Figure 3. Observed June-July-August departure of precipitation from average over the SE United States for a 60-yr period (mm day−1). Horizontal dashed lines represent 1 standard deviation of the summer rainfall. Note that summer precipitation extremes exceeding one standard deviation have more than doubled during the most recent 30-year period compared to the previous 30-year period. Image credit: Li et al., 2011, Journal of Climate.

New climate change blog at The Guardian
In these days of steadily decreasing media coverage of climate change (and all science, in general), its good to see a fresh new source of good science appear in a major newspaper. The Guardian, a prominent UK news source, has a new blog called Climate Consensus – The 97%. The primary authors are Dana Nuccitelli of SkepticalScience and John Abraham, Associate Professor at the University of St. Thomas in Minnesota. The first post at the new blog is titled “Why is Reuters puzzled by global warming’s acceleration?”

Related Links
Don't miss the summary post on last week's remarkable snow storm by wunderground's weather historian, Christopher C. Burt, The Phenomenal May Snowstorm of May 1-3, 2013

Extreme Drought to Extreme Flood: Weather Whiplash Hits the Midwest: my April 19, 2013 blog post.

Southeast U.S. drought: another Tropical Storm Alberto needed: my April 2012 post describing how 20% - 50% of all droughts in the Southeast U.S. are broken by tropical storms or hurricanes.

Study: Global warming is driving increased frequency of extreme wet or dry summer weather in southeast, so droughts and deluges are likely to get worse: October 2010 post by Joe Romm at climateprogress.org.

Jeff Masters

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366. Skyepony (Mod)
Fresh ASCAT of the low in the mid-Atlantic.

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Quoting allahgore:


I think wilma in 2005 was the last major to hit the USA.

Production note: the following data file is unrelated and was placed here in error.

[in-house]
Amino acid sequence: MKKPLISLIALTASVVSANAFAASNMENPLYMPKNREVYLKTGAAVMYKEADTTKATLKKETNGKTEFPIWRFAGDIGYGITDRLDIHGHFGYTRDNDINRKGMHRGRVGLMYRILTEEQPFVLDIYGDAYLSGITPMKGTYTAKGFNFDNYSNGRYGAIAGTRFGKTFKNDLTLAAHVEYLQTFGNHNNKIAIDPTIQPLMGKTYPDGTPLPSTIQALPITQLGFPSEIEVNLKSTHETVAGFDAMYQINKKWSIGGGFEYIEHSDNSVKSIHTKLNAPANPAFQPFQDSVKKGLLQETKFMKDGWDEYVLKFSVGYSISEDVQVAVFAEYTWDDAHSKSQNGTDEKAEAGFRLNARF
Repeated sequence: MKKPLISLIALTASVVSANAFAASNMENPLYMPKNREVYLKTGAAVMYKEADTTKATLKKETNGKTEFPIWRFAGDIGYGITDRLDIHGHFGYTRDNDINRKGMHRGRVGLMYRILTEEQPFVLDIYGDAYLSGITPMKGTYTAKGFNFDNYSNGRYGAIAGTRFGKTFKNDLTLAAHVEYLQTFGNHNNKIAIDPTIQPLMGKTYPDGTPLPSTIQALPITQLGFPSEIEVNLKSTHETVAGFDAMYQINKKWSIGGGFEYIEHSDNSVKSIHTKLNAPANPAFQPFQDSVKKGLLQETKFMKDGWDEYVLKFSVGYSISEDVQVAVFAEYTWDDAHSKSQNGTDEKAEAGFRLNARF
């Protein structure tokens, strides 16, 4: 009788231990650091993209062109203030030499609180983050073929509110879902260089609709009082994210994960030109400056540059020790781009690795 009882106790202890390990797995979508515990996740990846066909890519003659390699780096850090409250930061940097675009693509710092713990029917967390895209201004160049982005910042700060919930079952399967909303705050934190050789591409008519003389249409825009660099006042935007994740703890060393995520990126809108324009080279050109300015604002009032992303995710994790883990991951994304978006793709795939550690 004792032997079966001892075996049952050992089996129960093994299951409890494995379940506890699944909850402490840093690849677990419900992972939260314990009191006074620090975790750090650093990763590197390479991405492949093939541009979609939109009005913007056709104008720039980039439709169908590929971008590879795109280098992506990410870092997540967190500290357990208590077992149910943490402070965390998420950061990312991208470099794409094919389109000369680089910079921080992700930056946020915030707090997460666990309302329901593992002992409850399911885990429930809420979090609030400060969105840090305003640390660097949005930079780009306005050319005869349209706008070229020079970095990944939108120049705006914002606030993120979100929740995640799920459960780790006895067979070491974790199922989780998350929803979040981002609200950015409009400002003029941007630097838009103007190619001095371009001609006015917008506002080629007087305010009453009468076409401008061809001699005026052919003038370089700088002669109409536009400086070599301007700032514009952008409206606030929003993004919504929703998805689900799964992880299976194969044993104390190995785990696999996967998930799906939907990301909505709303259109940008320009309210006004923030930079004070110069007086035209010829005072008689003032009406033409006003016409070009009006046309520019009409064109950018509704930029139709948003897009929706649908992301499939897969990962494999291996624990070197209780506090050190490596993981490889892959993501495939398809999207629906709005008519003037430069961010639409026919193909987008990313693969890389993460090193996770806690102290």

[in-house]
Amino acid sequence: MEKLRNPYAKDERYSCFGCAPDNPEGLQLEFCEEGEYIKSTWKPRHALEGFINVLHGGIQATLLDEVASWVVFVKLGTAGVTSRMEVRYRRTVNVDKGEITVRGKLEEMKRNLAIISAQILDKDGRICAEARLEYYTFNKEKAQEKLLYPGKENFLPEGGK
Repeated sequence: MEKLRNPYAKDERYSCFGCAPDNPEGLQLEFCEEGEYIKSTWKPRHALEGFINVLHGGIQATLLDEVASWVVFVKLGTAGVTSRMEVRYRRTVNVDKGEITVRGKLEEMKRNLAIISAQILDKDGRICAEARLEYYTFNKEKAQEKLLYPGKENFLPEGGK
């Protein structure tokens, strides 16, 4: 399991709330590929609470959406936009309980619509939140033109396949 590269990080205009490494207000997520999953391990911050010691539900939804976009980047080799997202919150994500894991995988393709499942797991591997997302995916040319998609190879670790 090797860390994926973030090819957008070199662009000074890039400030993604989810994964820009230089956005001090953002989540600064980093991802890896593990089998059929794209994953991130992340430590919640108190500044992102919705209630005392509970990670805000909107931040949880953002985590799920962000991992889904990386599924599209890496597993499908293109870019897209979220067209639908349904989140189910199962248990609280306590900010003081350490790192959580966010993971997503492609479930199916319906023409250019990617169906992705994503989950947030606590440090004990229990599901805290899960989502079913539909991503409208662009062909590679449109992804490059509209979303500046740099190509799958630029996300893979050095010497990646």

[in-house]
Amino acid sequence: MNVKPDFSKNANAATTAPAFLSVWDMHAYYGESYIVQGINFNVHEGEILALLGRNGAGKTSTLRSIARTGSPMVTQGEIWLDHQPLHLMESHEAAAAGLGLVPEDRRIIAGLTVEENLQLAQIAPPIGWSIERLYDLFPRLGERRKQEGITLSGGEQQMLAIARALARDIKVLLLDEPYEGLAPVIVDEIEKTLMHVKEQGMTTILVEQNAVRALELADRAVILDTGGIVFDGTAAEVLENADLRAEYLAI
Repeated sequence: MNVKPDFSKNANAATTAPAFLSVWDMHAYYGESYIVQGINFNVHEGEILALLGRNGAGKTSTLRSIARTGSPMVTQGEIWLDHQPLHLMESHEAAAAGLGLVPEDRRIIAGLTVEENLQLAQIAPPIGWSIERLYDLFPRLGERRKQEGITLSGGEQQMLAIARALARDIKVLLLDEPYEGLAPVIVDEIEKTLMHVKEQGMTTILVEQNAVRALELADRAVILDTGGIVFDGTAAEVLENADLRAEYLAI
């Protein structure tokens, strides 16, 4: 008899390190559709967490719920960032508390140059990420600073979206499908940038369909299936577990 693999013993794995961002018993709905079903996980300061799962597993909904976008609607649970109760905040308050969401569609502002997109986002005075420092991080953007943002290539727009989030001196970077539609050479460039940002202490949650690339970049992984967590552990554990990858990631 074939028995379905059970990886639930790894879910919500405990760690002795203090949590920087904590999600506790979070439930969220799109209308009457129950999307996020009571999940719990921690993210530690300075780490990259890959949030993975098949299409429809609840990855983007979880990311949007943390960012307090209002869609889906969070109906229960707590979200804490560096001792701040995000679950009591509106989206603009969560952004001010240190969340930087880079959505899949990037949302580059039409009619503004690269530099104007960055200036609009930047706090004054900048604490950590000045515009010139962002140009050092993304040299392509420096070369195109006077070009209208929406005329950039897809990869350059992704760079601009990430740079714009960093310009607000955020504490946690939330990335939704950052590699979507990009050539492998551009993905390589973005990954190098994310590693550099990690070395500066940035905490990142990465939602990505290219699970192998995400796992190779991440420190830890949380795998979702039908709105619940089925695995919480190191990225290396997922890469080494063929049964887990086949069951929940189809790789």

did Ike get upgraded or no?
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I'm not sure what weather events have been extreme the past few years. Yes, the tornado season of 2011 was certainly extreme, but it was likely due to natural variation given a rather constant wind shear, water vapor, and instability profile across the Mississippi Valley over the past few decades. Yes, there was -- and remains to be -- a large drought across the central United States. However, as NOAA stated in their report last month, it was, again, just natural variation. And yes, we have seen a below-average winter and spring across the United States. While that may be attributed to global warming (increased blocking events across the Arctic, displaced polar vortex, cooler temperature across the USA), it's too early to tell for certain. Other than that, it's not been too bad.
Member Since: July 6, 2010 Posts: 112 Comments: 31343
Quoting beell:
LOL. Hide this post after you read it.
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Quoting KEEPEROFTHEGATE:
when it comes to global warming/climate change

they know no better

soon an event is to occur
that no amount of denying
will be able to hide
its true cause

all we have to do is wait
cause its not to be much longer


touche
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Quoting Snowlover123:


Given that the rate of warming is significantly slower than the 1990s, to the point where it hasn't warmed at all over the last 15 years, is why sensitivity estimates based off of rapid warming in the 1990s were too high.


Ridiculous.




Decade Average Temp 75% Sized photo DecadeAverageTemp75Size.jpg">

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Also curious as wheather you think we would rapidly decend into another ice age or a water world, assuming Greenland keeps melting. I lean towards ice.
Member Since: Posts: Comments:
when it comes to global warming/climate change

they know no better

soon an event is to occur
that no amount of denying
will be able to hide
its true cause

all we have to do is wait
cause its not to be much longer
Member Since: July 15, 2006 Posts: 168 Comments: 53285
Quoting GatorWX:
Is anyone as alarmed as me about the trends in the jetstreams lately? Also, Dr Master's pointed out well to the extreme weather in the southeast, andone can certainly assume this will ony exponentiate itself with a warming climate which is what is causing the changes in the first place. I am beginning to become alarmed, and I am by no means a doomsday person, but I've been following weather very closely really since Charley came through my backyard. It's the large scale changes in weather patterns across the world and the "new" extremes that worry me. Does anyone want to have an intelligent conversation about this whether you agree or not?


New extremes? The Southeast U.S. has not seen a major hurricane in forever and tornado season has been as quiet as it can be...is this more of what the southeast will see in a warming world?
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Off Topic= The defending champions Miami Heat were stunned by Chicago Bulls 93-86 in game 1 of Eastern Conference Semifinal.